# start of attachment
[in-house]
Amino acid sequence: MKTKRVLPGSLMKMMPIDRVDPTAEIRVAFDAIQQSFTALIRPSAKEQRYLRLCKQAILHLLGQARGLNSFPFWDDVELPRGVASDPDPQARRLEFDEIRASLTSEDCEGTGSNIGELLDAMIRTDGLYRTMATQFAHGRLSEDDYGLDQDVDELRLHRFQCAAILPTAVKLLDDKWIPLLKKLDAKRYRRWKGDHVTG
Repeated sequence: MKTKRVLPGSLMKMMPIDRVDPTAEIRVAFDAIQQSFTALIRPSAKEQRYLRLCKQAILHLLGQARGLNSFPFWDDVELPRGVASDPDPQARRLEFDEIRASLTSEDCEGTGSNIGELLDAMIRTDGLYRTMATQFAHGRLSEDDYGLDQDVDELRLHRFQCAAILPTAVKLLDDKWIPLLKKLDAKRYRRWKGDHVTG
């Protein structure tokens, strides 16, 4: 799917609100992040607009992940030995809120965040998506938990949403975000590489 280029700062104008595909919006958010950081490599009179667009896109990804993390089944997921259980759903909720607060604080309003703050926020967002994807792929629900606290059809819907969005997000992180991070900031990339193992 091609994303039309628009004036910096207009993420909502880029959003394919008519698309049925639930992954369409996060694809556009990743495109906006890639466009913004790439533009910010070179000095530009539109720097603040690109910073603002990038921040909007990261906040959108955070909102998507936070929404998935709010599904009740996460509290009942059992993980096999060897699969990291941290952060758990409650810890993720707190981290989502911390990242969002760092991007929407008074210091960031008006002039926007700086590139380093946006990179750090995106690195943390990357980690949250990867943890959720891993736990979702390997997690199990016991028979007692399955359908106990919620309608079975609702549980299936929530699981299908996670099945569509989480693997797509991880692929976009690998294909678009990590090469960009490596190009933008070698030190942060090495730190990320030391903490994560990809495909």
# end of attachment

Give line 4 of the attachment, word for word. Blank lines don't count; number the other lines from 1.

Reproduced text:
């Protein structure tokens, strides 16, 4: 799917609100992040607009992940030995809120965040998506938990949403975000590489 280029700062104008595909919006958010950081490599009179667009896109990804993390089944997921259980759903909720607060604080309003703050926020967002994807792929629900606290059809819907969005997000992180991070900031990339193992 091609994303039309628009004036910096207009993420909502880029959003394919008519698309049925639930992954369409996060694809556009990743495109906006890639466009913004790439533009910010070179000095530009539109720097603040690109910073603002990038921040909007990261906040959108955070909102998507936070929404998935709010599904009740996460509290009942059992993980096999060897699969990291941290952060758990409650810890993720707190981290989502911390990242969002760092991007929407008074210091960031008006002039926007700086590139380093946006990179750090995106690195943390990357980690949250990867943890959720891993736990979702390997997690199990016991028979007692399955359908106990919620309608079975609702549980299936929530699981299908996670099945569509989480693997797509991880692929976009690998294909678009990590090469960009490596190009933008070698030190942060090495730190990320030391903490994560990809495909």